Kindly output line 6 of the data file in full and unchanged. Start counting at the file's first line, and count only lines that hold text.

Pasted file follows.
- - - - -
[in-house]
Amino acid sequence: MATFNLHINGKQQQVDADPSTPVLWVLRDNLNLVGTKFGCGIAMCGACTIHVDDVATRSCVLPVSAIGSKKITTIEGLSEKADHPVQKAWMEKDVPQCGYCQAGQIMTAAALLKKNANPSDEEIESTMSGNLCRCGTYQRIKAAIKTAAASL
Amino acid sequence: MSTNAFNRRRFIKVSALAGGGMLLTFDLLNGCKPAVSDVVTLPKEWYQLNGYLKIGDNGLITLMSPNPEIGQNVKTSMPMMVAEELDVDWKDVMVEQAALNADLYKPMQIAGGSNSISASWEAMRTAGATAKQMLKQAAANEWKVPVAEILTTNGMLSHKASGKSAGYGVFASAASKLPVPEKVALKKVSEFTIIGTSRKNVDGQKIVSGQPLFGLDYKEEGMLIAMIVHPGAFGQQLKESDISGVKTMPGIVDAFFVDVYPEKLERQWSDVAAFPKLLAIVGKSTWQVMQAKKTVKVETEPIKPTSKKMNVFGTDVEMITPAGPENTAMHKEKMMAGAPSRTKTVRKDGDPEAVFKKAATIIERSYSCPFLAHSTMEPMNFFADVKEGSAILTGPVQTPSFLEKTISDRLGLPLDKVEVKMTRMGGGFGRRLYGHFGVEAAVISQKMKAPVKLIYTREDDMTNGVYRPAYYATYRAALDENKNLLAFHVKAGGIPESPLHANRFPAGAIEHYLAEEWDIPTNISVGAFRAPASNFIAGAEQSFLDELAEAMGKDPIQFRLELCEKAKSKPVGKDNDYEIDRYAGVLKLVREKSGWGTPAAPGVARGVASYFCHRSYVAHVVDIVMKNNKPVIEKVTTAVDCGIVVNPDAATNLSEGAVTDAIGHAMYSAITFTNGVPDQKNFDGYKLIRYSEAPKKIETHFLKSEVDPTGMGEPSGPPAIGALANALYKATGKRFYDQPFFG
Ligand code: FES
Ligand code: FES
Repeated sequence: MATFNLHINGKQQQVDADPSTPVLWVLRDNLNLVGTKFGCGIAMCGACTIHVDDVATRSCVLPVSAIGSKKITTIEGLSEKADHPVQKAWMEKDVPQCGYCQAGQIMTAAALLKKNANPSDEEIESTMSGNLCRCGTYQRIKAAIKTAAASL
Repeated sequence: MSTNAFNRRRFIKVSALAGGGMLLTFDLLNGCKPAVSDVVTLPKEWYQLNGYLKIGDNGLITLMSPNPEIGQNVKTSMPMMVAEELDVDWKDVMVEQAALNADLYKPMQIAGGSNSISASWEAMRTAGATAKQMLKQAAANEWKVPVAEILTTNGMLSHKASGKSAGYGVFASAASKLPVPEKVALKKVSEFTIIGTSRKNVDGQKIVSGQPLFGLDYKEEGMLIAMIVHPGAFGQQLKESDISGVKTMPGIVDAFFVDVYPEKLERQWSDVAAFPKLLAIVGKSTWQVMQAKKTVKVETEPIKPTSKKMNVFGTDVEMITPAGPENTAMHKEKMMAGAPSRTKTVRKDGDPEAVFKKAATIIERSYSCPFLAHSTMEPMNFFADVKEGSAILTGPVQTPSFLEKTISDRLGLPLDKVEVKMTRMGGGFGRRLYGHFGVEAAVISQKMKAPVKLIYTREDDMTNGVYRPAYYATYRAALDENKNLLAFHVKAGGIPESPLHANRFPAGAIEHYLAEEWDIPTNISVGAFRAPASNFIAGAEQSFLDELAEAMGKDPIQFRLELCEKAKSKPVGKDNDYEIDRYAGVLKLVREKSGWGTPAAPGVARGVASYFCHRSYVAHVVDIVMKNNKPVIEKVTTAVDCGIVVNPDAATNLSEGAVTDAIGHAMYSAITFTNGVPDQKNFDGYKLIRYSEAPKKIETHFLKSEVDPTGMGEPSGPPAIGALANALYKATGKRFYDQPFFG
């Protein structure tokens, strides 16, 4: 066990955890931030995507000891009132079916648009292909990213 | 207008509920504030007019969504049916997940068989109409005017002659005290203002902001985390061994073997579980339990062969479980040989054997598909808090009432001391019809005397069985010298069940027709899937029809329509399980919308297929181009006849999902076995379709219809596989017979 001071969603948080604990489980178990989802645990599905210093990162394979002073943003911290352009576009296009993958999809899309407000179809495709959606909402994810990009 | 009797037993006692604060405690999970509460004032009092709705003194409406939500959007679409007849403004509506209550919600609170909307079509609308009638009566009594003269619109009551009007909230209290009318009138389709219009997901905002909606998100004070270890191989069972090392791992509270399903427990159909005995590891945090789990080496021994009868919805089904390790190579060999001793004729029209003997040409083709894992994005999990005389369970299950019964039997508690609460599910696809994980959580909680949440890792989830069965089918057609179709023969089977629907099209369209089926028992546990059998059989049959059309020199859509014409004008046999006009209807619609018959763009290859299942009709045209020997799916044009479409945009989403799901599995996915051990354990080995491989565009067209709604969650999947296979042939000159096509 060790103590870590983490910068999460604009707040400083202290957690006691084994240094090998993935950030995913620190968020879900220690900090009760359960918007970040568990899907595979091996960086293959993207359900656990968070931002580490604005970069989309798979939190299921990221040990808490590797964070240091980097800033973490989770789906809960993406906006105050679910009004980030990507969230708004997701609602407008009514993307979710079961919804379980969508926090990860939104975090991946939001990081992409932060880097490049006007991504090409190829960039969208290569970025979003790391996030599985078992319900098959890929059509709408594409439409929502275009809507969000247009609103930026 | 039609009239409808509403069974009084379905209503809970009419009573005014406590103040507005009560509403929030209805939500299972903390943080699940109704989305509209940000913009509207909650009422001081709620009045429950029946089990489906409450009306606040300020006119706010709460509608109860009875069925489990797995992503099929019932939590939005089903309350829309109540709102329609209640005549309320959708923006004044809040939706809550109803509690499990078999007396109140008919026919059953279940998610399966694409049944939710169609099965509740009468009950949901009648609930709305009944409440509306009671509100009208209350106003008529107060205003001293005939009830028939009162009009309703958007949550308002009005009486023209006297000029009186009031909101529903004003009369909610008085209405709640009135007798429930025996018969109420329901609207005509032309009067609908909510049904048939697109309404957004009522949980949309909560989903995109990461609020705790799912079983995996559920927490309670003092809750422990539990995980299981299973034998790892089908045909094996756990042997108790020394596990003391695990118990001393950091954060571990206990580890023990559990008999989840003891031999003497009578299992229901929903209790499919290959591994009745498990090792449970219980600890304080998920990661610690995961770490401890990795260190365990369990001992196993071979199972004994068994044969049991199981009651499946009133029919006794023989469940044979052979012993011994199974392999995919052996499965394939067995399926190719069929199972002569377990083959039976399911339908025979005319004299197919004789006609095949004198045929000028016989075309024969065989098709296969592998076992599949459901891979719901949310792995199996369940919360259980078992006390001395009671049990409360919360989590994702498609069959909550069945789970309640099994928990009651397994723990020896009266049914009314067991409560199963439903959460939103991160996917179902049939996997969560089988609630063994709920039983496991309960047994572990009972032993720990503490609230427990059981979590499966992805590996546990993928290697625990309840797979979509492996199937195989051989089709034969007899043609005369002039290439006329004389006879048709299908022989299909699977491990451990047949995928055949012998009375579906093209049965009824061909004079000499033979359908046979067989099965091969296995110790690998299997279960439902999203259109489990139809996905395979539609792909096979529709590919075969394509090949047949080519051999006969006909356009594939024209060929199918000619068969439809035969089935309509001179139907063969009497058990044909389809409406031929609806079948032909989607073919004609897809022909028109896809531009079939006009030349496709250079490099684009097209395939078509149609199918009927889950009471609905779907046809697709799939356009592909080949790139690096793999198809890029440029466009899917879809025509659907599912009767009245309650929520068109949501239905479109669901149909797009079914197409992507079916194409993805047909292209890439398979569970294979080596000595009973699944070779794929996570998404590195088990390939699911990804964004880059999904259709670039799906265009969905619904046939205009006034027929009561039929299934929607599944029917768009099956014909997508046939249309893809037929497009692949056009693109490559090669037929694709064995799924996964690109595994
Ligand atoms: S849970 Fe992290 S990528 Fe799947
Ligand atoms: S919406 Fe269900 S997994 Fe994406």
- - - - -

Repeated sequence: MATFNLHINGKQQQVDADPSTPVLWVLRDNLNLVGTKFGCGIAMCGACTIHVDDVATRSCVLPVSAIGSKKITTIEGLSEKADHPVQKAWMEKDVPQCGYCQAGQIMTAAALLKKNANPSDEEIESTMSGNLCRCGTYQRIKAAIKTAAASL